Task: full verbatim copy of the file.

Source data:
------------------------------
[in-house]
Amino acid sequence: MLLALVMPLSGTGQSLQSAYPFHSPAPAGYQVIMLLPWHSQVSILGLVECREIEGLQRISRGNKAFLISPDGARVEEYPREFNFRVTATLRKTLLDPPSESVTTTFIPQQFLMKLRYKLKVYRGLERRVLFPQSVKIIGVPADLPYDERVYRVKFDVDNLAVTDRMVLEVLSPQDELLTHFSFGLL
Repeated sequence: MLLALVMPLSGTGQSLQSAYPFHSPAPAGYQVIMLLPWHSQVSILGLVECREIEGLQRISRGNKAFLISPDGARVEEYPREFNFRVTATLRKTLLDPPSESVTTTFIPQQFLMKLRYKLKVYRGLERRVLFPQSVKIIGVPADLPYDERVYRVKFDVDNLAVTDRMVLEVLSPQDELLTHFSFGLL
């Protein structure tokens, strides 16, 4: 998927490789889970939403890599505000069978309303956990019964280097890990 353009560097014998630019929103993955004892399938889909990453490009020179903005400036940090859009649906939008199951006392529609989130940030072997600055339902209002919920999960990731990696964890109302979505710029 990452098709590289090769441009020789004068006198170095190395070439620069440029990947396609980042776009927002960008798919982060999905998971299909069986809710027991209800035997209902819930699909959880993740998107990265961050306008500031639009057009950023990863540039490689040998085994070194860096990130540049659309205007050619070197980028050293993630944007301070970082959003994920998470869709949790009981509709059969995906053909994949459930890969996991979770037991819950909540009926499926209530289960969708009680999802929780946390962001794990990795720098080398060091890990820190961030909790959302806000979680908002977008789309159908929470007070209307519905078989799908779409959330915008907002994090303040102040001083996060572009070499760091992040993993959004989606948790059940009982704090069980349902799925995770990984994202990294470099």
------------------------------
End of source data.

[in-house]
Amino acid sequence: MLLALVMPLSGTGQSLQSAYPFHSPAPAGYQVIMLLPWHSQVSILGLVECREIEGLQRISRGNKAFLISPDGARVEEYPREFNFRVTATLRKTLLDPPSESVTTTFIPQQFLMKLRYKLKVYRGLERRVLFPQSVKIIGVPADLPYDERVYRVKFDVDNLAVTDRMVLEVLSPQDELLTHFSFGLL
Repeated sequence: MLLALVMPLSGTGQSLQSAYPFHSPAPAGYQVIMLLPWHSQVSILGLVECREIEGLQRISRGNKAFLISPDGARVEEYPREFNFRVTATLRKTLLDPPSESVTTTFIPQQFLMKLRYKLKVYRGLERRVLFPQSVKIIGVPADLPYDERVYRVKFDVDNLAVTDRMVLEVLSPQDELLTHFSFGLL
């Protein structure tokens, strides 16, 4: 998927490789889970939403890599505000069978309303956990019964280097890990 353009560097014998630019929103993955004892399938889909990453490009020179903005400036940090859009649906939008199951006392529609989130940030072997600055339902209002919920999960990731990696964890109302979505710029 990452098709590289090769441009020789004068006198170095190395070439620069440029990947396609980042776009927002960008798919982060999905998971299909069986809710027991209800035997209902819930699909959880993740998107990265961050306008500031639009057009950023990863540039490689040998085994070194860096990130540049659309205007050619070197980028050293993630944007301070970082959003994920998470869709949790009981509709059969995906053909994949459930890969996991979770037991819950909540009926499926209530289960969708009680999802929780946390962001794990990795720098080398060091890990820190961030909790959302806000979680908002977008789309159908929470007070209307519905078989799908779409959330915008907002994090303040102040001083996060572009070499760091992040993993959004989606948790059940009982704090069980349902799925995770990984994202990294470099």